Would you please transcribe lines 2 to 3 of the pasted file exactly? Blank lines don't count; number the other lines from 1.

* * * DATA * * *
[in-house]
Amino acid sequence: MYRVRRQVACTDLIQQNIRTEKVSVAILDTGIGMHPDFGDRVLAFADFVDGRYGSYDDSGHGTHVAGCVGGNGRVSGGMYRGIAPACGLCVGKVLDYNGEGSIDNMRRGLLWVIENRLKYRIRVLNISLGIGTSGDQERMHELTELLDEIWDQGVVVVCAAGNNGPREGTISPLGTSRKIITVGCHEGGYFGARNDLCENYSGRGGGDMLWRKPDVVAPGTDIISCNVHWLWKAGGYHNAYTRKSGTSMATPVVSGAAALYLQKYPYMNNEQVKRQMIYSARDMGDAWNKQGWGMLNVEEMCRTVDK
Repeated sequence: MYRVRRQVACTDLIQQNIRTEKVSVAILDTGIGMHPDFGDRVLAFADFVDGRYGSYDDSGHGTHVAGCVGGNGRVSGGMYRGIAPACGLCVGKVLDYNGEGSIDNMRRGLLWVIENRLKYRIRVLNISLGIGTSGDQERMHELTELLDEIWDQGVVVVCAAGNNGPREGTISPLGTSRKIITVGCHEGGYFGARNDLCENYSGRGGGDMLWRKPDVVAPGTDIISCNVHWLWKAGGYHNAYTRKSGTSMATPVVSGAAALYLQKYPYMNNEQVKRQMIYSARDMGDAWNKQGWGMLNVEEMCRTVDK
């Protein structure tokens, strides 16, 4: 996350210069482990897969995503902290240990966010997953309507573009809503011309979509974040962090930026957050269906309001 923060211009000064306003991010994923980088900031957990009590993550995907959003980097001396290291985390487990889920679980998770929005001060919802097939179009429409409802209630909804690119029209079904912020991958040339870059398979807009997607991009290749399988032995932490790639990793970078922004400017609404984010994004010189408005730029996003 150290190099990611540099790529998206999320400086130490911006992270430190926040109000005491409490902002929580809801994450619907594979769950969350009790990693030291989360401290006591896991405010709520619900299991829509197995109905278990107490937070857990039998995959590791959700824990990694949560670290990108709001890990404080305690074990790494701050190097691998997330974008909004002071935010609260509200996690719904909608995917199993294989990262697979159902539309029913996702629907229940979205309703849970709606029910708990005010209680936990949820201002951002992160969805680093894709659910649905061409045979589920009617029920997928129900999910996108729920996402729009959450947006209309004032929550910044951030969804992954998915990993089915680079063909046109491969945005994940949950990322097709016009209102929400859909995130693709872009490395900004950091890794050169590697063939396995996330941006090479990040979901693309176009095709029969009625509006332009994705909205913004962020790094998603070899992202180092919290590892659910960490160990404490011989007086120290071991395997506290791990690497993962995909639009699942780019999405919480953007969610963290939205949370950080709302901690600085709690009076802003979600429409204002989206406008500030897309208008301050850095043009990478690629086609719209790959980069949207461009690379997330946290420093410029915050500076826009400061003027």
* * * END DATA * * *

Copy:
Amino acid sequence: MYRVRRQVACTDLIQQNIRTEKVSVAILDTGIGMHPDFGDRVLAFADFVDGRYGSYDDSGHGTHVAGCVGGNGRVSGGMYRGIAPACGLCVGKVLDYNGEGSIDNMRRGLLWVIENRLKYRIRVLNISLGIGTSGDQERMHELTELLDEIWDQGVVVVCAAGNNGPREGTISPLGTSRKIITVGCHEGGYFGARNDLCENYSGRGGGDMLWRKPDVVAPGTDIISCNVHWLWKAGGYHNAYTRKSGTSMATPVVSGAAALYLQKYPYMNNEQVKRQMIYSARDMGDAWNKQGWGMLNVEEMCRTVDK
Repeated sequence: MYRVRRQVACTDLIQQNIRTEKVSVAILDTGIGMHPDFGDRVLAFADFVDGRYGSYDDSGHGTHVAGCVGGNGRVSGGMYRGIAPACGLCVGKVLDYNGEGSIDNMRRGLLWVIENRLKYRIRVLNISLGIGTSGDQERMHELTELLDEIWDQGVVVVCAAGNNGPREGTISPLGTSRKIITVGCHEGGYFGARNDLCENYSGRGGGDMLWRKPDVVAPGTDIISCNVHWLWKAGGYHNAYTRKSGTSMATPVVSGAAALYLQKYPYMNNEQVKRQMIYSARDMGDAWNKQGWGMLNVEEMCRTVDK